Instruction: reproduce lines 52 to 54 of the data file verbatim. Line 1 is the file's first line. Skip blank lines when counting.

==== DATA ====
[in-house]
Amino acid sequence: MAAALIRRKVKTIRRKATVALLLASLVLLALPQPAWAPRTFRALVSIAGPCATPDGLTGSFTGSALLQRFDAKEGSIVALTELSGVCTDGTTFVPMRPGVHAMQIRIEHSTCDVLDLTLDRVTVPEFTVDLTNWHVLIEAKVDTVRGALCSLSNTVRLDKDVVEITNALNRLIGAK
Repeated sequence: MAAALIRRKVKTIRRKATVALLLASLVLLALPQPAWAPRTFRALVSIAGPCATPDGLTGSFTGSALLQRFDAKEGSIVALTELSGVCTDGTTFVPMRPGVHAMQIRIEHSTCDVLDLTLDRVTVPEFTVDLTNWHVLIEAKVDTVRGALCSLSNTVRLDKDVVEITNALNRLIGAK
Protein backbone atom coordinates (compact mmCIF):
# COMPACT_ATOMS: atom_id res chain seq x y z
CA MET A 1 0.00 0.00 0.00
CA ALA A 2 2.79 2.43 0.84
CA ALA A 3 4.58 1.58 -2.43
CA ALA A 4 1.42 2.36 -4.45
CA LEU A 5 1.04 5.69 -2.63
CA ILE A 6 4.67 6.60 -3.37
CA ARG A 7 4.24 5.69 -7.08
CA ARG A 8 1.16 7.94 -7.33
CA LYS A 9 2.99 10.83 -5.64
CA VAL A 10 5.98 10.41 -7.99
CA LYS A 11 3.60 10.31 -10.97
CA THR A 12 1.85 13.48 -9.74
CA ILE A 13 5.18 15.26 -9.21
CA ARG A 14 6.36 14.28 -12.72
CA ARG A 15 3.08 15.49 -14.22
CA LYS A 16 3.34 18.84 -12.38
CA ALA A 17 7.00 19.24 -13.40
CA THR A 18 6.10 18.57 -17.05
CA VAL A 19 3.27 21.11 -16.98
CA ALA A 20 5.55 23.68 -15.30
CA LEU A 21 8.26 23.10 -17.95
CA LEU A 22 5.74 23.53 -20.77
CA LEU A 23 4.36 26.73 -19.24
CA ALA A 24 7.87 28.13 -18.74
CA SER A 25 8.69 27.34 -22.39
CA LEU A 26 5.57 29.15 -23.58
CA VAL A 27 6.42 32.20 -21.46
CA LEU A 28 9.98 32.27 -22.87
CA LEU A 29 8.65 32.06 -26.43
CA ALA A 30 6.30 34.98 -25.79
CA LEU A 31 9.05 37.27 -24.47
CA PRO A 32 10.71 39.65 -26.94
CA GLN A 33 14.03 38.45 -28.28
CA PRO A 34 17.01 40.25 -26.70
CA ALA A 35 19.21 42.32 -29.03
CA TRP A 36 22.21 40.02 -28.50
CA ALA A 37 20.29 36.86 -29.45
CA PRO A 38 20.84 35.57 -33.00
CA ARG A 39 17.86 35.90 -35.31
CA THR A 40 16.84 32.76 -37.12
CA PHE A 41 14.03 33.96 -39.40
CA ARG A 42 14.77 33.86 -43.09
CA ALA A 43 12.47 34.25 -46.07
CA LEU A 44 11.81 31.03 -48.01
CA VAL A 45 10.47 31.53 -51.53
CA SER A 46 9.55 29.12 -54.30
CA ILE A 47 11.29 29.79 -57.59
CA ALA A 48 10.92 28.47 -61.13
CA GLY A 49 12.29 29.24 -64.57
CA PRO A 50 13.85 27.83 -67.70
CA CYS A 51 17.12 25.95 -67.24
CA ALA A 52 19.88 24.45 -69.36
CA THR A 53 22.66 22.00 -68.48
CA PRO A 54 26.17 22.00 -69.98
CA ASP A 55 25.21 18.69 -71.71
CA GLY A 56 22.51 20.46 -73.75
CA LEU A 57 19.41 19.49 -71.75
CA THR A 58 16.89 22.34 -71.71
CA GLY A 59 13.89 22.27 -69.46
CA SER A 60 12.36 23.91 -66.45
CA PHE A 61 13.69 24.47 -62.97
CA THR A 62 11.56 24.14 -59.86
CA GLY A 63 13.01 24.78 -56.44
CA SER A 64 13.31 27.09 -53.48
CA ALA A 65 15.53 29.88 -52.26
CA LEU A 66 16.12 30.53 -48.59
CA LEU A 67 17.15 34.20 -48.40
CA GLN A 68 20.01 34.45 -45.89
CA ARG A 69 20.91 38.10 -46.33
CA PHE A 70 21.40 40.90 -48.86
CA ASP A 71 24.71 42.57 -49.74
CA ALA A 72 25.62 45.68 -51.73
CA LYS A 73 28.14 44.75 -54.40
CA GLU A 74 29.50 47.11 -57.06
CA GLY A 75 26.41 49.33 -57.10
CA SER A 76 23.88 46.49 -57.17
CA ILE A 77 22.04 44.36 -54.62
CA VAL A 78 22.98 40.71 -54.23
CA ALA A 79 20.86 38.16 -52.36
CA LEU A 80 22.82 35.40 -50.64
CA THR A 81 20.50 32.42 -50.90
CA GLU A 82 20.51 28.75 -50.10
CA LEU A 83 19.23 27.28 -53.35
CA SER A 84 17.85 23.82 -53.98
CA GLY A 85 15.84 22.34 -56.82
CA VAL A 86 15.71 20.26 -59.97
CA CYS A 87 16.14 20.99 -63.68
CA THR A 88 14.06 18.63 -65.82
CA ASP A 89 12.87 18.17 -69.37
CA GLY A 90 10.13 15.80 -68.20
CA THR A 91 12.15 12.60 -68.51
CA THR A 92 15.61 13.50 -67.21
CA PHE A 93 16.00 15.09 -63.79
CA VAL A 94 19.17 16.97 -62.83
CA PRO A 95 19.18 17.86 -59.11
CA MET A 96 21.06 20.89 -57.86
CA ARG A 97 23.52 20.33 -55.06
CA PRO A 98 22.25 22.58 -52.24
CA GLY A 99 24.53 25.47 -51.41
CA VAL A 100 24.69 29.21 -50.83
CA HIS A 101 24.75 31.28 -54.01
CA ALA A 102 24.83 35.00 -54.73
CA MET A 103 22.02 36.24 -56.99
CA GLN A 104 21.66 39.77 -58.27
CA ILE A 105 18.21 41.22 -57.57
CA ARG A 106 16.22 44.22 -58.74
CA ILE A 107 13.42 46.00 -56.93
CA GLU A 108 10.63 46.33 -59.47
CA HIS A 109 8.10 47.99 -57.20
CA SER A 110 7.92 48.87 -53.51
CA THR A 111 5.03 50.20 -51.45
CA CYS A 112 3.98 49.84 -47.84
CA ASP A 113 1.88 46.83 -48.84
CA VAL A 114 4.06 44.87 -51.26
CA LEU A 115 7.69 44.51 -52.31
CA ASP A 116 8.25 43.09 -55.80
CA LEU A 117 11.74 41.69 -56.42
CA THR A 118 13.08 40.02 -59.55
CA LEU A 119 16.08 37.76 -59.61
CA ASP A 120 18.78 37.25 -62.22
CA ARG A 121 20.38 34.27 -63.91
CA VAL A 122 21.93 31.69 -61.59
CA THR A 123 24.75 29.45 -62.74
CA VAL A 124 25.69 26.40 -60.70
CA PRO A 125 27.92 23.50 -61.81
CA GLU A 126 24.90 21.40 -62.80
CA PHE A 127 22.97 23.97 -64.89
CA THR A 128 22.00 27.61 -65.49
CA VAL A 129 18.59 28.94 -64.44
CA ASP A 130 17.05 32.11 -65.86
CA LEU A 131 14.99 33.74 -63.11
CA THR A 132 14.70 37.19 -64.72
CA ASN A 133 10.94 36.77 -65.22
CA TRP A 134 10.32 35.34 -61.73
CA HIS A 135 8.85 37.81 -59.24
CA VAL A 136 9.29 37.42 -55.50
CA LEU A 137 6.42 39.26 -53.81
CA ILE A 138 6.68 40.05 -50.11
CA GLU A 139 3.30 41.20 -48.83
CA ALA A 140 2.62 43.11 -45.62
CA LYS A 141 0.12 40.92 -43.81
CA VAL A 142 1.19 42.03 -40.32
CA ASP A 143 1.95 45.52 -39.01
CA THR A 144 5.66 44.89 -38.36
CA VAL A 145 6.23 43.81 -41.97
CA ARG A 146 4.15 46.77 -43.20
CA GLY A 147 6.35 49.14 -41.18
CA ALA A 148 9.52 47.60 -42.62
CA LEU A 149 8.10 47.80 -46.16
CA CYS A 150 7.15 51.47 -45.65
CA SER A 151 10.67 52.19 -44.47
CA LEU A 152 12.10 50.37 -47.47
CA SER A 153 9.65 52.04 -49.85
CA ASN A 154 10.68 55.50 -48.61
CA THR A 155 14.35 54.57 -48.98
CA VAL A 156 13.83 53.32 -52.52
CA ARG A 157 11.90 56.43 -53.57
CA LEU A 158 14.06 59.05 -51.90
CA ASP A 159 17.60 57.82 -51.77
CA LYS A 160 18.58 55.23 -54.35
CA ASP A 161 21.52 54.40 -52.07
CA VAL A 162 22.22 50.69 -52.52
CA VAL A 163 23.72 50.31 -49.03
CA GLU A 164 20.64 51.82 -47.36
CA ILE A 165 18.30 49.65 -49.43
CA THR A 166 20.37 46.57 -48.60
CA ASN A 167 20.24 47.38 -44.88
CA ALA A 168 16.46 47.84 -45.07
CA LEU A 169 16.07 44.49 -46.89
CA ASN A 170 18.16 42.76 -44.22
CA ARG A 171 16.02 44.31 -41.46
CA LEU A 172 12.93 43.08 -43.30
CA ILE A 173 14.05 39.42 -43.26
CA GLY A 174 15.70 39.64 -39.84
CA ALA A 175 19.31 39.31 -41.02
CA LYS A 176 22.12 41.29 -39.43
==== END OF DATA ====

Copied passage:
CA ILE A 47 11.29 29.79 -57.59
CA ALA A 48 10.92 28.47 -61.13
CA GLY A 49 12.29 29.24 -64.57